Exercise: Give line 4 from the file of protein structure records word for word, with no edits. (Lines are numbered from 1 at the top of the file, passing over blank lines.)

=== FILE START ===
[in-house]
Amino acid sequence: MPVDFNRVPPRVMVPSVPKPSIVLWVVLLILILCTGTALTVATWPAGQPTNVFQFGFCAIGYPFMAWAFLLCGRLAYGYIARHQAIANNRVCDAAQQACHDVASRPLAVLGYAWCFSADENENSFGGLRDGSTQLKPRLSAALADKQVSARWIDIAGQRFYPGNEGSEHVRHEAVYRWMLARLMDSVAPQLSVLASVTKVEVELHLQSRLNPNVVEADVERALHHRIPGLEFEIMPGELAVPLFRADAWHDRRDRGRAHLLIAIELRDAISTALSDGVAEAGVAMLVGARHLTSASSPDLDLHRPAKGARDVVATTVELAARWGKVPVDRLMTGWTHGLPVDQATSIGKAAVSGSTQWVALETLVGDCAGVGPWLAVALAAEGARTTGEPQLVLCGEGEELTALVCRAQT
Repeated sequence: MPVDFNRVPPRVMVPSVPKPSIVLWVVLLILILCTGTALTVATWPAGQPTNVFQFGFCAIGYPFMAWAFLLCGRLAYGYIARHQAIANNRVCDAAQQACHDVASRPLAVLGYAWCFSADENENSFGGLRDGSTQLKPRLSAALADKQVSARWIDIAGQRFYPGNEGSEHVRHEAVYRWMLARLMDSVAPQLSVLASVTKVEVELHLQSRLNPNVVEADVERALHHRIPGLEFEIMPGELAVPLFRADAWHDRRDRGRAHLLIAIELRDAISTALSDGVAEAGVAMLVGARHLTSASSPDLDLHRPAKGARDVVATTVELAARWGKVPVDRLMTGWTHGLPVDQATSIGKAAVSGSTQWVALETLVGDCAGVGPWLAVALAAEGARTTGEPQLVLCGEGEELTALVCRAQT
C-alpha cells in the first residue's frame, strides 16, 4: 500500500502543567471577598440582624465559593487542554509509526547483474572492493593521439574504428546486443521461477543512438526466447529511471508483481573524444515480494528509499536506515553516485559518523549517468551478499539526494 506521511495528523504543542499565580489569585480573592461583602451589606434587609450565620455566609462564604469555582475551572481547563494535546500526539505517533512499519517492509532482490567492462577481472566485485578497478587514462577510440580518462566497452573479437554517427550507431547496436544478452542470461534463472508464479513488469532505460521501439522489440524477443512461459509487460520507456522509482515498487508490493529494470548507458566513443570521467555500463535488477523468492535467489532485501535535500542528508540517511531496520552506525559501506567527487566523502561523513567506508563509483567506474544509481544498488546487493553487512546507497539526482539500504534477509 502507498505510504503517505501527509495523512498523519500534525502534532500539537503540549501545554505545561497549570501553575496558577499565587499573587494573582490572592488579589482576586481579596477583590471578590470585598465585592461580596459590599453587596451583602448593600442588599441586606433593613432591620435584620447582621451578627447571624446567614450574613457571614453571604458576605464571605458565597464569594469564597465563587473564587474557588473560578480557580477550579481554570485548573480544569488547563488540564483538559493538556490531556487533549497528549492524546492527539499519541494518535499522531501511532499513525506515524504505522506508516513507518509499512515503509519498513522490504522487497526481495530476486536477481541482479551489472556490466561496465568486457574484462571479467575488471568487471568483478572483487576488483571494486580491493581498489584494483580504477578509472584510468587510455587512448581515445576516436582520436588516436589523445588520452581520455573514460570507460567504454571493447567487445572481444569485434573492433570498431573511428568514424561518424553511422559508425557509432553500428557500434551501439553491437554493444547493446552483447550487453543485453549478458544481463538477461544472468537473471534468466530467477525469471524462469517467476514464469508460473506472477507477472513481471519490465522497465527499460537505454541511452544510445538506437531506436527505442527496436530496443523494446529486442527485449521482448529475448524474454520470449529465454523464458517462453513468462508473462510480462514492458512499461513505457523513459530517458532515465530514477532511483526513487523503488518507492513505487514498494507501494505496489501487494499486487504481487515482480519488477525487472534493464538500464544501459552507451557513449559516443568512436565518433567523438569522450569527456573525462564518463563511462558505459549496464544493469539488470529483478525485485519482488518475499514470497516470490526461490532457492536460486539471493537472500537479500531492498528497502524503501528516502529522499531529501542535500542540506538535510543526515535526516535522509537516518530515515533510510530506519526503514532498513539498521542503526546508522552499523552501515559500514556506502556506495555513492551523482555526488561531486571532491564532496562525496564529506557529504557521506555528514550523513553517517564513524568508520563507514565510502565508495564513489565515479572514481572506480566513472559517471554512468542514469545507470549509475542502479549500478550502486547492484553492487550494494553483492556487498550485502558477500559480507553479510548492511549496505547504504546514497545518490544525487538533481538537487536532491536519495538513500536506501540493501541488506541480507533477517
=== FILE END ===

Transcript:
C-alpha cells in the first residue's frame, strides 16, 4: 500500500502543567471577598440582624465559593487542554509509526547483474572492493593521439574504428546486443521461477543512438526466447529511471508483481573524444515480494528509499536506515553516485559518523549517468551478499539526494 506521511495528523504543542499565580489569585480573592461583602451589606434587609450565620455566609462564604469555582475551572481547563494535546500526539505517533512499519517492509532482490567492462577481472566485485578497478587514462577510440580518462566497452573479437554517427550507431547496436544478452542470461534463472508464479513488469532505460521501439522489440524477443512461459509487460520507456522509482515498487508490493529494470548507458566513443570521467555500463535488477523468492535467489532485501535535500542528508540517511531496520552506525559501506567527487566523502561523513567506508563509483567506474544509481544498488546487493553487512546507497539526482539500504534477509 502507498505510504503517505501527509495523512498523519500534525502534532500539537503540549501545554505545561497549570501553575496558577499565587499573587494573582490572592488579589482576586481579596477583590471578590470585598465585592461580596459590599453587596451583602448593600442588599441586606433593613432591620435584620447582621451578627447571624446567614450574613457571614453571604458576605464571605458565597464569594469564597465563587473564587474557588473560578480557580477550579481554570485548573480544569488547563488540564483538559493538556490531556487533549497528549492524546492527539499519541494518535499522531501511532499513525506515524504505522506508516513507518509499512515503509519498513522490504522487497526481495530476486536477481541482479551489472556490466561496465568486457574484462571479467575488471568487471568483478572483487576488483571494486580491493581498489584494483580504477578509472584510468587510455587512448581515445576516436582520436588516436589523445588520452581520455573514460570507460567504454571493447567487445572481444569485434573492433570498431573511428568514424561518424553511422559508425557509432553500428557500434551501439553491437554493444547493446552483447550487453543485453549478458544481463538477461544472468537473471534468466530467477525469471524462469517467476514464469508460473506472477507477472513481471519490465522497465527499460537505454541511452544510445538506437531506436527505442527496436530496443523494446529486442527485449521482448529475448524474454520470449529465454523464458517462453513468462508473462510480462514492458512499461513505457523513459530517458532515465530514477532511483526513487523503488518507492513505487514498494507501494505496489501487494499486487504481487515482480519488477525487472534493464538500464544501459552507451557513449559516443568512436565518433567523438569522450569527456573525462564518463563511462558505459549496464544493469539488470529483478525485485519482488518475499514470497516470490526461490532457492536460486539471493537472500537479500531492498528497502524503501528516502529522499531529501542535500542540506538535510543526515535526516535522509537516518530515515533510510530506519526503514532498513539498521542503526546508522552499523552501515559500514556506502556506495555513492551523482555526488561531486571532491564532496562525496564529506557529504557521506555528514550523513553517517564513524568508520563507514565510502565508495564513489565515479572514481572506480566513472559517471554512468542514469545507470549509475542502479549500478550502486547492484553492487550494494553483492556487498550485502558477500559480507553479510548492511549496505547504504546514497545518490544525487538533481538537487536532491536519495538513500536506501540493501541488506541480507533477517